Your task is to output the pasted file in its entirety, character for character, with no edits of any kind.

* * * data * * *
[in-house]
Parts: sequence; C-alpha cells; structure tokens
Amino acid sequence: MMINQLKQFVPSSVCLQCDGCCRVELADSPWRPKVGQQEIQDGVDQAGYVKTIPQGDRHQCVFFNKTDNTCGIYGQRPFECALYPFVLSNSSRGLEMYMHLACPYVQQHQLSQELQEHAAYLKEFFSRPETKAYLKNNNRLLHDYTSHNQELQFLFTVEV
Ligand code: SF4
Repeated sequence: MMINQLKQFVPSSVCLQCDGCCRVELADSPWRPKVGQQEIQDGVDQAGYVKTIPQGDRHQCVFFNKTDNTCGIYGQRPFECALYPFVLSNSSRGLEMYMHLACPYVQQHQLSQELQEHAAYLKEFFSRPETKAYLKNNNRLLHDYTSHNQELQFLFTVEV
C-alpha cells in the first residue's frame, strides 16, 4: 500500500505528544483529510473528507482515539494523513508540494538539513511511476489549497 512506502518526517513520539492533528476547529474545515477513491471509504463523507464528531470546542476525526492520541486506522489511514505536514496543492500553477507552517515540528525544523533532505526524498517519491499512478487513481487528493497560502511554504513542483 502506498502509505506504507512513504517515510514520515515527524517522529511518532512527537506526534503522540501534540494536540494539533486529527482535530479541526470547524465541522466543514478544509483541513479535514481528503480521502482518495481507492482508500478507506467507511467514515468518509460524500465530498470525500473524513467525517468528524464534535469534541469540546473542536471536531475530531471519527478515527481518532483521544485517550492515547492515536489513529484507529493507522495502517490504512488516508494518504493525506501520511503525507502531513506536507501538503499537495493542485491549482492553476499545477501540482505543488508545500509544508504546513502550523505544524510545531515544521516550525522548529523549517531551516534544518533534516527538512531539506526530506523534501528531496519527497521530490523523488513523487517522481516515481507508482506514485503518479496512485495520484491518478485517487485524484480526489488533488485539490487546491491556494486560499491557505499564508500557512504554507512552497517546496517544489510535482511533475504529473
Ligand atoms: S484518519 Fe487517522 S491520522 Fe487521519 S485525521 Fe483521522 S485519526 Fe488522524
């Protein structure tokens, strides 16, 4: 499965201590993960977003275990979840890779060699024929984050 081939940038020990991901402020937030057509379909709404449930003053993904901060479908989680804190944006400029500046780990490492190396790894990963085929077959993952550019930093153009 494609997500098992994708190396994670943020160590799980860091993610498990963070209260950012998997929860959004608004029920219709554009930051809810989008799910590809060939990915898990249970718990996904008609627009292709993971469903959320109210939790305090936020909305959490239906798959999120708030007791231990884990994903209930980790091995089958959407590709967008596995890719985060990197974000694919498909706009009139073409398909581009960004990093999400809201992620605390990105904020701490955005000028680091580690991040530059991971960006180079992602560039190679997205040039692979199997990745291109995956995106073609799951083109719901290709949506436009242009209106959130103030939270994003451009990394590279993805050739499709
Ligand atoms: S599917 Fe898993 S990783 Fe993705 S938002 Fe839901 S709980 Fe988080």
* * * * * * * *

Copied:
[in-house]
Parts: sequence; C-alpha cells; structure tokens
Amino acid sequence: MMINQLKQFVPSSVCLQCDGCCRVELADSPWRPKVGQQEIQDGVDQAGYVKTIPQGDRHQCVFFNKTDNTCGIYGQRPFECALYPFVLSNSSRGLEMYMHLACPYVQQHQLSQELQEHAAYLKEFFSRPETKAYLKNNNRLLHDYTSHNQELQFLFTVEV
Ligand code: SF4
Repeated sequence: MMINQLKQFVPSSVCLQCDGCCRVELADSPWRPKVGQQEIQDGVDQAGYVKTIPQGDRHQCVFFNKTDNTCGIYGQRPFECALYPFVLSNSSRGLEMYMHLACPYVQQHQLSQELQEHAAYLKEFFSRPETKAYLKNNNRLLHDYTSHNQELQFLFTVEV
C-alpha cells in the first residue's frame, strides 16, 4: 500500500505528544483529510473528507482515539494523513508540494538539513511511476489549497 512506502518526517513520539492533528476547529474545515477513491471509504463523507464528531470546542476525526492520541486506522489511514505536514496543492500553477507552517515540528525544523533532505526524498517519491499512478487513481487528493497560502511554504513542483 502506498502509505506504507512513504517515510514520515515527524517522529511518532512527537506526534503522540501534540494536540494539533486529527482535530479541526470547524465541522466543514478544509483541513479535514481528503480521502482518495481507492482508500478507506467507511467514515468518509460524500465530498470525500473524513467525517468528524464534535469534541469540546473542536471536531475530531471519527478515527481518532483521544485517550492515547492515536489513529484507529493507522495502517490504512488516508494518504493525506501520511503525507502531513506536507501538503499537495493542485491549482492553476499545477501540482505543488508545500509544508504546513502550523505544524510545531515544521516550525522548529523549517531551516534544518533534516527538512531539506526530506523534501528531496519527497521530490523523488513523487517522481516515481507508482506514485503518479496512485495520484491518478485517487485524484480526489488533488485539490487546491491556494486560499491557505499564508500557512504554507512552497517546496517544489510535482511533475504529473
Ligand atoms: S484518519 Fe487517522 S491520522 Fe487521519 S485525521 Fe483521522 S485519526 Fe488522524
């Protein structure tokens, strides 16, 4: 499965201590993960977003275990979840890779060699024929984050 081939940038020990991901402020937030057509379909709404449930003053993904901060479908989680804190944006400029500046780990490492190396790894990963085929077959993952550019930093153009 494609997500098992994708190396994670943020160590799980860091993610498990963070209260950012998997929860959004608004029920219709554009930051809810989008799910590809060939990915898990249970718990996904008609627009292709993971469903959320109210939790305090936020909305959490239906798959999120708030007791231990884990994903209930980790091995089958959407590709967008596995890719985060990197974000694919498909706009009139073409398909581009960004990093999400809201992620605390990105904020701490955005000028680091580690991040530059991971960006180079992602560039190679997205040039692979199997990745291109995956995106073609799951083109719901290709949506436009242009209106959130103030939270994003451009990394590279993805050739499709
Ligand atoms: S599917 Fe898993 S990783 Fe993705 S938002 Fe839901 S709980 Fe988080």